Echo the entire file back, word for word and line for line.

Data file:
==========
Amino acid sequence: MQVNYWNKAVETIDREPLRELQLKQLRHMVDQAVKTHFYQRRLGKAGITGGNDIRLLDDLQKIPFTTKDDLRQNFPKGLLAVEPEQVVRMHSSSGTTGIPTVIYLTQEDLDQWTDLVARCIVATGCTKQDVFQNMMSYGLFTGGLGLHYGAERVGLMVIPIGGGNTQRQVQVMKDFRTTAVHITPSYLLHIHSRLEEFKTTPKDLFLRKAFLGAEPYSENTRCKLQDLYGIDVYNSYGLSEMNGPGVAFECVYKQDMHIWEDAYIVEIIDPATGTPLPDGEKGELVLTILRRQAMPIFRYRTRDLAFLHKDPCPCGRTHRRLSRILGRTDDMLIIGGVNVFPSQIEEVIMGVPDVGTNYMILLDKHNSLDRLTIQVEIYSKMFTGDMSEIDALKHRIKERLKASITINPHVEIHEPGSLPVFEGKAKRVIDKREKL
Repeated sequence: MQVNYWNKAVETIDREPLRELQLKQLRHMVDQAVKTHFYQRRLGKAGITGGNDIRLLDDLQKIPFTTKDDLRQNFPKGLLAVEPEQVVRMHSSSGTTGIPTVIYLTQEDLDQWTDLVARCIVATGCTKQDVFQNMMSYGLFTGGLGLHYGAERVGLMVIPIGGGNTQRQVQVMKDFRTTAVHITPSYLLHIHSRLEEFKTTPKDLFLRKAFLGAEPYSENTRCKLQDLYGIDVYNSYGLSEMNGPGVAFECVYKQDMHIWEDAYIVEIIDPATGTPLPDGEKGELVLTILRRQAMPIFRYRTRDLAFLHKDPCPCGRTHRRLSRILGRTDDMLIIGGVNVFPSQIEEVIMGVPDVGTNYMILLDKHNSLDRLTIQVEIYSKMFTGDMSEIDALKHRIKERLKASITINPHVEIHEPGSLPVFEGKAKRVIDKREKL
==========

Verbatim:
Amino acid sequence: MQVNYWNKAVETIDREPLRELQLKQLRHMVDQAVKTHFYQRRLGKAGITGGNDIRLLDDLQKIPFTTKDDLRQNFPKGLLAVEPEQVVRMHSSSGTTGIPTVIYLTQEDLDQWTDLVARCIVATGCTKQDVFQNMMSYGLFTGGLGLHYGAERVGLMVIPIGGGNTQRQVQVMKDFRTTAVHITPSYLLHIHSRLEEFKTTPKDLFLRKAFLGAEPYSENTRCKLQDLYGIDVYNSYGLSEMNGPGVAFECVYKQDMHIWEDAYIVEIIDPATGTPLPDGEKGELVLTILRRQAMPIFRYRTRDLAFLHKDPCPCGRTHRRLSRILGRTDDMLIIGGVNVFPSQIEEVIMGVPDVGTNYMILLDKHNSLDRLTIQVEIYSKMFTGDMSEIDALKHRIKERLKASITINPHVEIHEPGSLPVFEGKAKRVIDKREKL
Repeated sequence: MQVNYWNKAVETIDREPLRELQLKQLRHMVDQAVKTHFYQRRLGKAGITGGNDIRLLDDLQKIPFTTKDDLRQNFPKGLLAVEPEQVVRMHSSSGTTGIPTVIYLTQEDLDQWTDLVARCIVATGCTKQDVFQNMMSYGLFTGGLGLHYGAERVGLMVIPIGGGNTQRQVQVMKDFRTTAVHITPSYLLHIHSRLEEFKTTPKDLFLRKAFLGAEPYSENTRCKLQDLYGIDVYNSYGLSEMNGPGVAFECVYKQDMHIWEDAYIVEIIDPATGTPLPDGEKGELVLTILRRQAMPIFRYRTRDLAFLHKDPCPCGRTHRRLSRILGRTDDMLIIGGVNVFPSQIEEVIMGVPDVGTNYMILLDKHNSLDRLTIQVEIYSKMFTGDMSEIDALKHRIKERLKASITINPHVEIHEPGSLPVFEGKAKRVIDKREKL